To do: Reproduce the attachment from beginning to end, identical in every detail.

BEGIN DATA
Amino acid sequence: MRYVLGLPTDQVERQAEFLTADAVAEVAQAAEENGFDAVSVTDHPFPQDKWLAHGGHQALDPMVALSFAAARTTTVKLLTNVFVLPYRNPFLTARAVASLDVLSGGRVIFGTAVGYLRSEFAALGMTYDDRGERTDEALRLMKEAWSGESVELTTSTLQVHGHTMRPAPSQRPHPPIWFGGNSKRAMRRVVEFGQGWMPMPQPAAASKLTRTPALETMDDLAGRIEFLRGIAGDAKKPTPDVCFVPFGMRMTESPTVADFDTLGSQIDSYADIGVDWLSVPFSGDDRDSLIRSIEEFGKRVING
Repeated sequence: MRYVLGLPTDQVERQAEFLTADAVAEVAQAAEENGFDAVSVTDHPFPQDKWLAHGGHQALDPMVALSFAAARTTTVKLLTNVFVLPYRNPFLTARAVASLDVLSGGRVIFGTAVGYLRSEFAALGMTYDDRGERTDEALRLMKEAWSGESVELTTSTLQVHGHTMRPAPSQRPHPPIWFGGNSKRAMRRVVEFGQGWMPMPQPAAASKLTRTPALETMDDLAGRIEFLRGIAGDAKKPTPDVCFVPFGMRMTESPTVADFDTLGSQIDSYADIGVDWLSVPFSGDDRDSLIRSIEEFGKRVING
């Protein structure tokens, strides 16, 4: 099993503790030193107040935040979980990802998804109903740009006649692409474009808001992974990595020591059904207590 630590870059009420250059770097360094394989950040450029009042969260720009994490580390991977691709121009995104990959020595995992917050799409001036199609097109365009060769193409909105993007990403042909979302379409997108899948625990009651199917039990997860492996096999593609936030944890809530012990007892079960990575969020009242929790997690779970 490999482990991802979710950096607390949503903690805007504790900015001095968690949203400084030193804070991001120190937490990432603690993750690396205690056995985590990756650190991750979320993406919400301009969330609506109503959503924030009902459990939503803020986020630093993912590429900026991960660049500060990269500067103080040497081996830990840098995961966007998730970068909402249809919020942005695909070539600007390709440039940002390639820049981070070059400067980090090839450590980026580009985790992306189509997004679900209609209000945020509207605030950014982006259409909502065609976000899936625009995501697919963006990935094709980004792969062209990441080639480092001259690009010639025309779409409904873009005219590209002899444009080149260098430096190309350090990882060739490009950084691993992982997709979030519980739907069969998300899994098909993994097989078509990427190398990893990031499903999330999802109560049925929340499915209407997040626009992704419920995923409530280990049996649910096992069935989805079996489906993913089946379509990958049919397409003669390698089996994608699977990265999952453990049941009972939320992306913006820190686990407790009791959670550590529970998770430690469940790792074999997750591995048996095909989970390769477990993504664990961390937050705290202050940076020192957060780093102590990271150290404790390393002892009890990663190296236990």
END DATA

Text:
Amino acid sequence: MRYVLGLPTDQVERQAEFLTADAVAEVAQAAEENGFDAVSVTDHPFPQDKWLAHGGHQALDPMVALSFAAARTTTVKLLTNVFVLPYRNPFLTARAVASLDVLSGGRVIFGTAVGYLRSEFAALGMTYDDRGERTDEALRLMKEAWSGESVELTTSTLQVHGHTMRPAPSQRPHPPIWFGGNSKRAMRRVVEFGQGWMPMPQPAAASKLTRTPALETMDDLAGRIEFLRGIAGDAKKPTPDVCFVPFGMRMTESPTVADFDTLGSQIDSYADIGVDWLSVPFSGDDRDSLIRSIEEFGKRVING
Repeated sequence: MRYVLGLPTDQVERQAEFLTADAVAEVAQAAEENGFDAVSVTDHPFPQDKWLAHGGHQALDPMVALSFAAARTTTVKLLTNVFVLPYRNPFLTARAVASLDVLSGGRVIFGTAVGYLRSEFAALGMTYDDRGERTDEALRLMKEAWSGESVELTTSTLQVHGHTMRPAPSQRPHPPIWFGGNSKRAMRRVVEFGQGWMPMPQPAAASKLTRTPALETMDDLAGRIEFLRGIAGDAKKPTPDVCFVPFGMRMTESPTVADFDTLGSQIDSYADIGVDWLSVPFSGDDRDSLIRSIEEFGKRVING
């Protein structure tokens, strides 16, 4: 099993503790030193107040935040979980990802998804109903740009006649692409474009808001992974990595020591059904207590 630590870059009420250059770097360094394989950040450029009042969260720009994490580390991977691709121009995104990959020595995992917050799409001036199609097109365009060769193409909105993007990403042909979302379409997108899948625990009651199917039990997860492996096999593609936030944890809530012990007892079960990575969020009242929790997690779970 490999482990991802979710950096607390949503903690805007504790900015001095968690949203400084030193804070991001120190937490990432603690993750690396205690056995985590990756650190991750979320993406919400301009969330609506109503959503924030009902459990939503803020986020630093993912590429900026991960660049500060990269500067103080040497081996830990840098995961966007998730970068909402249809919020942005695909070539600007390709440039940002390639820049981070070059400067980090090839450590980026580009985790992306189509997004679900209609209000945020509207605030950014982006259409909502065609976000899936625009995501697919963006990935094709980004792969062209990441080639480092001259690009010639025309779409409904873009005219590209002899444009080149260098430096190309350090990882060739490009950084691993992982997709979030519980739907069969998300899994098909993994097989078509990427190398990893990031499903999330999802109560049925929340499915209407997040626009992704419920995923409530280990049996649910096992069935989805079996489906993913089946379509990958049919397409003669390698089996994608699977990265999952453990049941009972939320992306913006820190686990407790009791959670550590529970998770430690469940790792074999997750591995048996095909989970390769477990993504664990961390937050705290202050940076020192957060780093102590990271150290404790390393002892009890990663190296236990």